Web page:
There have been spirited discussions on rent control throughout the Bay Area, but we can’t seem to recall a debate so cantankerous as the one leading up to Richmond’s approval of its rent control and just-cause-for-eviction ordinance.
In asserting their voice, tenant advocates mounted a show of force with a sea of yellow shirts, toting signs and raring to testify. Decrying skyrocketing rents and increased gentrification, their cause was ultimately successful when, in 2016, the city became the first Bay Area city to approve rent control in 30 years.
It’s not the most entertaining of videos, but Richmond City Manager Bill Lindsay provides a good lay of the land in this community workshop at a time when the city was in the implementation stage of the ordinance.
Although tenant advocacy groups and labor unions architected the law in large part, landlords were also well represented in the dialog and councilmembers sympathetic to owners weaved in protections for this group. With that backdrop, let’s get into the nooks and crannies of the law.
The Richmond Fair Rent, Just Cause for Eviction, and Homeowner Protection Ordinance has the dual purpose of capping the annual amount a landlord can increase the rent and protecting tenants from eviction without a just cause.
The ordinance applies to buildings with two or more residential units that have a certificate of occupancy prior to February 1, 1995. Put differently, Richmond landlords who have multiple units in a building that was built before 1995 are likely subject to Richmond Rent Control.
Single-family homes and condominiums are exempted from the ordinance, at least for the time being. In an earlier article, we noted that efforts to repeal the Costa Hawkins Act are gaining steam and after the Democratic Party has backed the ballot measure, its repeal is more than a whispering possibility. Other exceptions may apply and when in doubt, contact our office.
The Richmond Rent Board is the body that establishes permissible rent increases in units covered by rent control and is pegged to the annual percent change in the Consumer Price Index for all Bay Area consumers. Bornstein Law has long maintained that the CPI is not a good barometer because this statistical estimate keeps a pulse on the prices of consumer goods and does not adequately reflect the rising costs of operating a rental business, but it “is what it is.”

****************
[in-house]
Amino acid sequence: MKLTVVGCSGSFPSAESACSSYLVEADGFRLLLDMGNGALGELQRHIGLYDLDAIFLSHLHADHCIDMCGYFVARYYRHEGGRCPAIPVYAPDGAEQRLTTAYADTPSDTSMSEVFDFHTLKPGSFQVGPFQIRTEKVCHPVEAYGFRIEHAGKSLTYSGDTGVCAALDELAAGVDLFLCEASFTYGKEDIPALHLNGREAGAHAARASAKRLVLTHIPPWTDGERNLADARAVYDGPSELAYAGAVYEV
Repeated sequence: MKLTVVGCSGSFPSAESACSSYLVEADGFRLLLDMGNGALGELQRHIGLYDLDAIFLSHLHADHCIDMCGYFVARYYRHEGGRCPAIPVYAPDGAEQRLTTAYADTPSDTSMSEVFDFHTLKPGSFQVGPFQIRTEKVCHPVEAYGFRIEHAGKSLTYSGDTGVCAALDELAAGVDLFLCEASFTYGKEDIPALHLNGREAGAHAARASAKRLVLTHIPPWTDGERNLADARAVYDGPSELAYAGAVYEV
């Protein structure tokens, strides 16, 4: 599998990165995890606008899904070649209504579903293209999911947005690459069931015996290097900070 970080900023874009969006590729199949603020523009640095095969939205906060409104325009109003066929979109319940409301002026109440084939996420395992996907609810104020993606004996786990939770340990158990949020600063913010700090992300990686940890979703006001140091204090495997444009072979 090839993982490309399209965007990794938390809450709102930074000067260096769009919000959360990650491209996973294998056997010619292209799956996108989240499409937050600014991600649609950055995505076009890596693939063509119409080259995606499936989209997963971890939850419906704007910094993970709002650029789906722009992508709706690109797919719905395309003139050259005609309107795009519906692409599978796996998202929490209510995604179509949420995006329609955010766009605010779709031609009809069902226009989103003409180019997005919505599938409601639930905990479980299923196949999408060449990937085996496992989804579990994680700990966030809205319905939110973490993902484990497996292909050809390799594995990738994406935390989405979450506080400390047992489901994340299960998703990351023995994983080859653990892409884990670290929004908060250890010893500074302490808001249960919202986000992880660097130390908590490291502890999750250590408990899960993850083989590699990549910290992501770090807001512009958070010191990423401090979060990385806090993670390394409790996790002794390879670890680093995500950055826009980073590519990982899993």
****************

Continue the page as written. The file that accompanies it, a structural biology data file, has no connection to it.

At their meeting on June 20, 2018, Rent Board members announced the 2018 Annual General Adjustment (AGA) rent increases at 3.6%. Effective September 1, 2018, the Maximum Allowable Rent for tenancies in effect prior to September 1, 2017, will increase by 3.6%.
Informing tenants of the rent increase
A common denominator in rent control rules we see at Bornstein Law is that even if landlords are compliant with the law, proper notice must be given to tenants. For example, Oakland’s Rent Adjustment Program affords tenants substantial protections before they even move in – Oakland landlords must give income residents formalized notice of their rights in the form of a RAP notice.
Similarly, RICHMOND, CAL., MUN. CODE § 11.100.060(g) requires that Richmond landlords provide a rent increase notice to the tenant which includes a brochure prepared by the Richmond Rent Board fully describing the legal rights of the tenants. If the landlord does not provide this required notice and information packet, the rent increase is void.
One of the most controversial aspects of the law is the establishment of relocation fees, running upwards to $16,000, that the owner could have to pay to tenants when the rental property is sold or it becomes owner-occupied.
Petitions a free for all
The Richmond Rent Board has an open-door policy in hearing landlords and tenants.
It seems that compared to other Bay Area locales, Richmond takes a refreshing posture in acknowledging the voice of landlords. With the rising costs of doing business, we’ve noted that other cities have frowned upon passing on operating costs to other tenants, but Richmond takes a more balanced approach by allowing owners to absorb the costs of property taxes, capital improvements, and other increases in the housing services provided. We hasten to say that with due process and transparency in mind, the tenant can chime in when the landlord petitions the Richmond Rent Board.
Disgruntled tenants can also initiate petitions of their own to air out their grievances, including a Petition Rent Ceiling Downward Adjust and an Administrative Complaint.
Like most other topics we cover, this piece only scratches the surface, leaving many issues unresolved, including Ellis Act evictions, roommates, and owner move-in evictions. Ironically, while we design to educate the rental housing industry, our articles tend to generate more questions than answers – contact our office to fill in the blanks.